Democratic leaders in the state Senate and Assembly said then that taking “excessive profits out of the hands of Wall Street” and passing them on to consumers deserved “strong consideration” by the Legislature.
Neither leadership office had refined their public positions this week.
“The speaker is still reviewing this proposal and looks forward to discussing the issue with his colleagues,” Katie Talbot, a spokeswoman for Assembly Speaker Anthony Rendon, said in an email Tuesday.
Record profits aside, the California gas market is unique in several ways.
There are no crude oil pipelines in California. Refineries in the state have to produce cleaner gasoline from crude oil than other states, which means gas from other states cannot be supplied directly to California stations.
High fuel standards cost more, and California imposes the second-highest excise tax, after Pennsylvania, on wholesale oil. The state also imposes higher taxes on the pump than other states.
For a long time, those factors explained the difference between California’s gasoline prices and the national average, Gordon Schremp, a senior fuel specialist at the California Energy Commission, said at a Nov. 29 hearing.
But in 2015, a processing unit exploded at ExxonMobil’s Torrance refinery, temporarily reducing supplies. Refineries raised prices in response, increasing profit margins and never returning them to pre-blowout levels, Schremp said.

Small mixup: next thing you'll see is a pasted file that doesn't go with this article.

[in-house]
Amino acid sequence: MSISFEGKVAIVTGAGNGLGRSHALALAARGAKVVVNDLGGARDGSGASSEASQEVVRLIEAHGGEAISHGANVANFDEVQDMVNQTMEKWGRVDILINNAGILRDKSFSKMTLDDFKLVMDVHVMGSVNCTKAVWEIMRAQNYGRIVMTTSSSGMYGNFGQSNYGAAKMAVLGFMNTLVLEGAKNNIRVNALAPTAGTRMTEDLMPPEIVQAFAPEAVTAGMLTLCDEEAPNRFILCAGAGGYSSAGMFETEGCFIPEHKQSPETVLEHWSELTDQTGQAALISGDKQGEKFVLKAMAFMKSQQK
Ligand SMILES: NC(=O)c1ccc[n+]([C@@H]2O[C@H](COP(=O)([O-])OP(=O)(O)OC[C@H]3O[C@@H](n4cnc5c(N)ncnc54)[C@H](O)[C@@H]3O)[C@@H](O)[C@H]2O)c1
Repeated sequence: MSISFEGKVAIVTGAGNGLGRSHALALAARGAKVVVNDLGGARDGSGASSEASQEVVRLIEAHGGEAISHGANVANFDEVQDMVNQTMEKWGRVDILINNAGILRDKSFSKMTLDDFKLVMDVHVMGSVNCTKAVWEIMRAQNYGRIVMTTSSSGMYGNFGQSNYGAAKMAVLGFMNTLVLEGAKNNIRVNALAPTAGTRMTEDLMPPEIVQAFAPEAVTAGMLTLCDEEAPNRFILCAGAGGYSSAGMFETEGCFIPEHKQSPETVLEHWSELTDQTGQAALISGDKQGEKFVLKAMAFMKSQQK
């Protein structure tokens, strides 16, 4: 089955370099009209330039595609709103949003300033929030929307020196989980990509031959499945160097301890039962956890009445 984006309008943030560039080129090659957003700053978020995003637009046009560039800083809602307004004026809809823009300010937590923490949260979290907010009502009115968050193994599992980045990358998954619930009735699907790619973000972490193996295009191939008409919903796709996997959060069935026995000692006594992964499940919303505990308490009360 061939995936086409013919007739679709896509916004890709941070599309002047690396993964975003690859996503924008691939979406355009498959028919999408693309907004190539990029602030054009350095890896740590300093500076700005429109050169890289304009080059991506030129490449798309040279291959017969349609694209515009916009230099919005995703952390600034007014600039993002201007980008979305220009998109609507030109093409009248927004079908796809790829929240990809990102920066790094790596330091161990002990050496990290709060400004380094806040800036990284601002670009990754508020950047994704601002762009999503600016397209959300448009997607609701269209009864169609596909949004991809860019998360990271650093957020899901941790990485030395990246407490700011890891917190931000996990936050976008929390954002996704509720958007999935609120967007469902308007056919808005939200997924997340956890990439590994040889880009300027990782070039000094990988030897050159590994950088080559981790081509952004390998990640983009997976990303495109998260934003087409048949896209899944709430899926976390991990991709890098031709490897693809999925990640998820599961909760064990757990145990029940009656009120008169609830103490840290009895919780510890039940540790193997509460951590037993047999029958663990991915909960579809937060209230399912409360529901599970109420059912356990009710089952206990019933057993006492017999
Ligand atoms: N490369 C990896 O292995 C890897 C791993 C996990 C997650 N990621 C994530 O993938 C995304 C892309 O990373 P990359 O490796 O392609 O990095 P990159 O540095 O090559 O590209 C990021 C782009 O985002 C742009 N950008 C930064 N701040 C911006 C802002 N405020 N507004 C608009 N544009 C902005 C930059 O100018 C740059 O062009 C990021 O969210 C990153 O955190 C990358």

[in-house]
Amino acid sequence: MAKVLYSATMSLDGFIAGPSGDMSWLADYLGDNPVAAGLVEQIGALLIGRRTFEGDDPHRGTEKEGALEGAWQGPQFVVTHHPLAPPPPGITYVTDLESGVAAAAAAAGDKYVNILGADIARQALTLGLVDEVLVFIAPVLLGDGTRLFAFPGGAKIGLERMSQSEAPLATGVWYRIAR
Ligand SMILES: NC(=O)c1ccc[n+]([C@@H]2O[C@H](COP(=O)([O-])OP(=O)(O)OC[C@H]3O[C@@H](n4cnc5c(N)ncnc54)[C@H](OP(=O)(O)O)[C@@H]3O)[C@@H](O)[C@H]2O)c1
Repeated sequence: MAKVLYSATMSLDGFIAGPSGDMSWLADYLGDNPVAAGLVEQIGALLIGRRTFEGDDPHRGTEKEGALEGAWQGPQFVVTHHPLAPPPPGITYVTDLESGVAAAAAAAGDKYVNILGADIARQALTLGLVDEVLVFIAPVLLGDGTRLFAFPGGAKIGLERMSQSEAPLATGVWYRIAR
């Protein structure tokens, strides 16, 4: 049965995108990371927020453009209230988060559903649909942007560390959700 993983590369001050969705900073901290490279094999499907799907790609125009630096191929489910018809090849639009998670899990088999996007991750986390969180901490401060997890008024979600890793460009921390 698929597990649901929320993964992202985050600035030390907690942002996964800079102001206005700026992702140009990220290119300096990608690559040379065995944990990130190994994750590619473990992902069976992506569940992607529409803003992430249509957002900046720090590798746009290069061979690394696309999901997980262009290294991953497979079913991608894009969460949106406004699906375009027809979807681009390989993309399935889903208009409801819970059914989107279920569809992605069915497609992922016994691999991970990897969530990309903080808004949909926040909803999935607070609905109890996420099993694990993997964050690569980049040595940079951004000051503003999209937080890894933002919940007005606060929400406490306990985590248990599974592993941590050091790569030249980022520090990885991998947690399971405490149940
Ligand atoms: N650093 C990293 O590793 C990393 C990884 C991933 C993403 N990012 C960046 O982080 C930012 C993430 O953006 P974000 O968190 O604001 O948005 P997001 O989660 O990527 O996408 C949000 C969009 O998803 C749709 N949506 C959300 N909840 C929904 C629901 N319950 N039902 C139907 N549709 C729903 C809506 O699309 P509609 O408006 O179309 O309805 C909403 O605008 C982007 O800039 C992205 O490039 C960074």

California’s gasoline demand peaked in 2017 and has been declining ever since, due to the adoption of electric vehicles and the pandemic’s shift to remote work, Schremp said. Next year, demand is expected to fall 12 percent below 2019 levels, he said.
At the same time, California has lost almost 10% of its refining capacity since 2019, compared to a national loss of 4.3%.
Limited competition is a factor in California pricing. Just five companies — Chevron, Marathon, Valero, PBF Energy and Phillips 66 — produce the vast majority of gasoline sold in the state.
California has twice as many licensed drivers per gas station as the rest of the country, according to Hackett of Stillwater Associates. A disproportionate share of the stations are run by brand name retailers such as Shell and 76.
“We just don’t have the competence and discipline of those off-brand stations,” said Severin Borenstein, a UC Berkeley professor of economics and former chair of the Energy Commission’s now-dissolved oil market advisory committee.
Borenstein and Hackett believe that competition must be addressed as part of California’s solution to persistently high gas prices, spikes or not.
“There is a problem with insufficient competition so regulatory changes should at least be considered,” Borenstein said.
Consumer Watchdog’s Court said that if the profit margin threshold in Newom’s proposal is high enough, companies will still be able to make a lot of money in the huge California market. In his opinion, oil companies are not that different from other companies that must justify price increases to regulators.
“We’ve done this before with insurance, we’ve done this before with public services, we’ve even done this with cell phones,” he said.